Organ-Sparing Surgery in Testicular Tumor: Is This the Right Approach for Lesions ≤ 20 mm?

Background: This study was conducted in order to analyze factors predicting malignancy in patients undergoing organ-sparing surgery (OSS) for small testicular lesions. Methods: Patients with small (£20 mm) marker-negative clinical stage I testicular tumors were managed by OSS with tumor enucleation and frozen section examination (FSE) for the past 15 years at our institution. Benign and malignant cases were compared, focusing on preoperative and postoperative lesion sizes. Results: Eighty-nine patients were enrolled in this retrospective study. Ten (11.2%) of them were treated for synchronous bilateral tumors. Sixty-seven (67.7%) of ninety-nine lesions were benign, confirming a high concordance rate (98%) between FSE and final histology. Patients with benign tumors were significantly older than patients with malignant tumors (p = 0.026), and benign tumors were detected more frequently during urologic work-up of hormone disorders (p = 0.001). Preoperative tumor size was a strong predictor of malignancy (area under the curve (AUC) = 0.726; p < 0.001). According to the Youden index, the best cutoff to predict tumor dignity was 13.5 mm, resulting in a sensitivity and specificity of 53% and 85%, respectively. No cases of local recurrence or distant metastasis were confirmed after a median follow-up of 42 months. Conclusion: Our findings are consistent with previous reports, supporting an OSS approach in small testicular tumors whenever possible. Most tumors ≤ 20 mm were benign, and in the case of malignancy, OSS with FSE and consecutive orchiectomy is oncologically safe due to the high concordance rate of FSE and final histology, thus preventing a two-stage procedure.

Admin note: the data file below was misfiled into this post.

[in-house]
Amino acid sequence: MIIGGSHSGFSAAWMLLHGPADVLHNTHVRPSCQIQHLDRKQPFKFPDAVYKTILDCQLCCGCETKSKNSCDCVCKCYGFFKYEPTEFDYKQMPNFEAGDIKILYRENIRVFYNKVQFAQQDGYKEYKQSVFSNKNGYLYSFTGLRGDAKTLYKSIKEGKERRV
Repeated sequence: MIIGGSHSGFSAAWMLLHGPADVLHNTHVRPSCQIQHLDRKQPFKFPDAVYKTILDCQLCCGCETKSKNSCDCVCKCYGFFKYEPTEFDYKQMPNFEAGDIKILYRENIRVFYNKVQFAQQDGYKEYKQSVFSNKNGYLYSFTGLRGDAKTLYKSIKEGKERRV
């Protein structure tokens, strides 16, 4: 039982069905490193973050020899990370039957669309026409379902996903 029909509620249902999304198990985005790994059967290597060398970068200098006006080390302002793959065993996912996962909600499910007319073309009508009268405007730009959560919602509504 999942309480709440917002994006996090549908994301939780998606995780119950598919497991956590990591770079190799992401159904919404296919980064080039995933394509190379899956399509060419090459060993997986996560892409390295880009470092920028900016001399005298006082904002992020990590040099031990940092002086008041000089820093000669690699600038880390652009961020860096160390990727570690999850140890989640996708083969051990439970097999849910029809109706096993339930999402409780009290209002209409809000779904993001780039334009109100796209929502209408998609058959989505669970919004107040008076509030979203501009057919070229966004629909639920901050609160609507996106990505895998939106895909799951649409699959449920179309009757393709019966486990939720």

Journal of clinical medicine. 2020 Sep 09*** epublish ***

Nina Staudacher, Gennadi Tulchiner, Katie Bates, Michael Ladurner, Mona Kafka, Friedrich Aigner, Renate Pichler, Wolfgang Horninger

Department of Urology, Medical University Innsbruck, Anichstrasse 35, 6020 Innsbruck, Austria., Department of Medical Statistics, Informatics and Health Economics, Medical University Innsbruck, Schoepfstraße 41, 6020 Innsbruck, Austria., Department of Radiology, Medical University Innsbruck, Anichstrasse 35, 6020 Innsbruck, Austria.

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